Lawsuit Exposes Growing Rift
For years, they were the picture of solidarity: the four children of Martin Luther King Jr. carrying on the legacy of the civil rights icon.
But a lawsuit over how their father's estate is being run has left a rift in one of the world's most famous families. And it may now be up to a judge to get the King children in the same room.
The lawsuit filed July 10 claims that Dexter King, the youngest King child and administrator of his father's estate, has failed to provide his surviving siblings with essential documents, including financial records and contracts.
It claims that he and the estate "converted substantial funds from the estate's financial account ... for their own use" on June 20 without notifying his sister and brother. It is not about money, but instead is a last-resort effort to talk to Dexter King about the family's affairs, even if it's through a judge, Young said.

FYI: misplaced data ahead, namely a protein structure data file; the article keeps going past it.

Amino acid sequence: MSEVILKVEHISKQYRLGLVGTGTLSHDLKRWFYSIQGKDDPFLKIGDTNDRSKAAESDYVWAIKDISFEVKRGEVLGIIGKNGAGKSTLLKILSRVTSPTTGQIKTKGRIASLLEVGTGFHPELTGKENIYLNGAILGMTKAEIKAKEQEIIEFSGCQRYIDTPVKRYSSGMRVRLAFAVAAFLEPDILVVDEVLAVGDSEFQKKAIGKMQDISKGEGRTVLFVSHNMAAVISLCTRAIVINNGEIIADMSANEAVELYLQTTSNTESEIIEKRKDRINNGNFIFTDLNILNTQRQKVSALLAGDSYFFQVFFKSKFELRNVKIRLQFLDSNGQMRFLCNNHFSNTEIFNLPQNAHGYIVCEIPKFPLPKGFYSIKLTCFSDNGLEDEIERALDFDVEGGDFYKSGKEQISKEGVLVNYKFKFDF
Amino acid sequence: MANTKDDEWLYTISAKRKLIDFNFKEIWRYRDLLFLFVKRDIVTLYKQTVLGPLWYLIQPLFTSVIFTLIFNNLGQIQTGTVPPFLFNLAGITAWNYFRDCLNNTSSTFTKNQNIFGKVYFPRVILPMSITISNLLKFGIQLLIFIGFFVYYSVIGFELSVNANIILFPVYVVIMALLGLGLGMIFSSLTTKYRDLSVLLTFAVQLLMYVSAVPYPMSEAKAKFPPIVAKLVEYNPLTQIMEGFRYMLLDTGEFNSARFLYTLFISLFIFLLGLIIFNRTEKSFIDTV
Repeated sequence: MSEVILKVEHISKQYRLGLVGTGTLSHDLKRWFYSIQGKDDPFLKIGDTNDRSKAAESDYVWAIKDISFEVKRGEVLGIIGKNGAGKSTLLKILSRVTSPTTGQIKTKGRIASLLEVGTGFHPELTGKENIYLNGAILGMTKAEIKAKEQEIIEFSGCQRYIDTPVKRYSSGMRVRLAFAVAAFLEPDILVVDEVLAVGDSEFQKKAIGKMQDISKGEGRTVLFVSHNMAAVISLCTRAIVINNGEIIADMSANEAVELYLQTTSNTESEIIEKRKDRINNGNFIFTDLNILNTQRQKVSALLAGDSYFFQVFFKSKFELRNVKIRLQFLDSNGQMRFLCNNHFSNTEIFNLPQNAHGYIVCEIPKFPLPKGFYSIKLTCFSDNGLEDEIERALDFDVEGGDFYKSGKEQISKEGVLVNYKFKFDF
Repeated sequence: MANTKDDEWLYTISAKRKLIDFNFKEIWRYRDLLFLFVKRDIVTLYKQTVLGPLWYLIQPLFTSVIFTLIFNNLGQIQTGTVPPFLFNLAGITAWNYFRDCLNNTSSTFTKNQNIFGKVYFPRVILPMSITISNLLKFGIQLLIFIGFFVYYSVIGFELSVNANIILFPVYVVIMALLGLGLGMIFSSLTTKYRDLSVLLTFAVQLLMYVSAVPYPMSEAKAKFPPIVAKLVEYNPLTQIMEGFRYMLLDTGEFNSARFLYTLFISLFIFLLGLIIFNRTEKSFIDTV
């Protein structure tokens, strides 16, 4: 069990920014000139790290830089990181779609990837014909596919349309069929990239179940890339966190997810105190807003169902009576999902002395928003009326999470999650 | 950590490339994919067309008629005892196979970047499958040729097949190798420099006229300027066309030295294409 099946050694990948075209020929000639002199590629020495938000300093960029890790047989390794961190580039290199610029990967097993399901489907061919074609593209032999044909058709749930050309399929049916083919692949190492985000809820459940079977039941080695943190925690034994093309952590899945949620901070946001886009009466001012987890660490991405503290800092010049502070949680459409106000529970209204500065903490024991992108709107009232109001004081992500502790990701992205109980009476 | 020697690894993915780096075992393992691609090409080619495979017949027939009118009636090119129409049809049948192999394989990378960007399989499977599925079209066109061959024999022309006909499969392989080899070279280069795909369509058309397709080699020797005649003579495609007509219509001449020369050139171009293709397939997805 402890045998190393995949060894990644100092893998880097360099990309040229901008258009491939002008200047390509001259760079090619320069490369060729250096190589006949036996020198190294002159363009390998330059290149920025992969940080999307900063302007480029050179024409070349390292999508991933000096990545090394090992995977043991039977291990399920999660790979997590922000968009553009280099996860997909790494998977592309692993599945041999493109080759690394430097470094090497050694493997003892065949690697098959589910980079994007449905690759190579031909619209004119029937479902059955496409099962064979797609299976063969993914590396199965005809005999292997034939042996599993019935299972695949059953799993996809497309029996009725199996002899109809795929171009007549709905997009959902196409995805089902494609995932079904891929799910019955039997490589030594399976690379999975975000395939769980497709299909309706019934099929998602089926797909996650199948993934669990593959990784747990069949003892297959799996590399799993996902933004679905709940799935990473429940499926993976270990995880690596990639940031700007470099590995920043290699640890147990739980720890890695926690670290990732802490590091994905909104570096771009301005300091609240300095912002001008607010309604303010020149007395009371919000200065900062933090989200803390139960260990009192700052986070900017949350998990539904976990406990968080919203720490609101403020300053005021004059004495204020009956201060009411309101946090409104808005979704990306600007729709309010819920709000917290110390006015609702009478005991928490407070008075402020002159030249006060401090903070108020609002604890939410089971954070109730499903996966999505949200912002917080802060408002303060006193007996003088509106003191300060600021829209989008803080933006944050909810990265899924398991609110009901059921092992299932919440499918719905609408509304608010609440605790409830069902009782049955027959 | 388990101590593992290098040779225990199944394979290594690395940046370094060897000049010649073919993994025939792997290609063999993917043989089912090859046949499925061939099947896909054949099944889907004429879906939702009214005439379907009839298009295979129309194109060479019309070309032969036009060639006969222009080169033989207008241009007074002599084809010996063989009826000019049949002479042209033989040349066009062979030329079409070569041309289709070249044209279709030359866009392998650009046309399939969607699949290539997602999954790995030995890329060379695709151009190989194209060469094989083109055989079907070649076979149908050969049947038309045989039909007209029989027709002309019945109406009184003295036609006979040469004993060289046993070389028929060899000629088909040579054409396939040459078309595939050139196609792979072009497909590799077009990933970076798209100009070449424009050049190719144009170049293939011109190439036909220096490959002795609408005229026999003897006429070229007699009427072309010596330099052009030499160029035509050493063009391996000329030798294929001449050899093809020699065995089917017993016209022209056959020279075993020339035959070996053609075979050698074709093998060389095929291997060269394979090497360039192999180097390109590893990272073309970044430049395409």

Actor Verne Troyer has settled a lawsuit he filed against a porn broker after the defendant agreed not distribute a sex tape depicting Troyer and a former girlfriend, court documents filed Friday show.
Troyer filed a $20 million lawsuit against porn broker Kevin Blatt, distributor SugarDVD and celebrity gossip Web site TMZ after snippets of the 50-minute tape were released last month.
Records show Blatt and SugarDVD have signed agreements requiring that they get Troyer's approval before selling or distributing the tape or any images from it.
Edwin McPherson, one of Troyer's attorneys, said he planned to amend the lawsuit on Monday to try to prevent Ranae Shrider, Troyer's ex-girlfriend, from releasing the tape.
Does 3 Hours
Khloe Kardashian's stay in jail Friday may have been brief, but it did include a bit of drama: a jailhouse lockdown. The reality TV starlet spent roughly three hours in a Los Angeles area jail for violating probation stemming from a drunk driving arrest last year.
Shortly before her arrival, someone called in a bomb threat and the entire facility had to be locked down, Los Angeles County Sheriff's spokesman Steve Whitmore said.
The threat was not related to Kardashian's arrival and she was placed in a holding cell for her safety, Whitmore said. The call turned out to be a hoax, he said.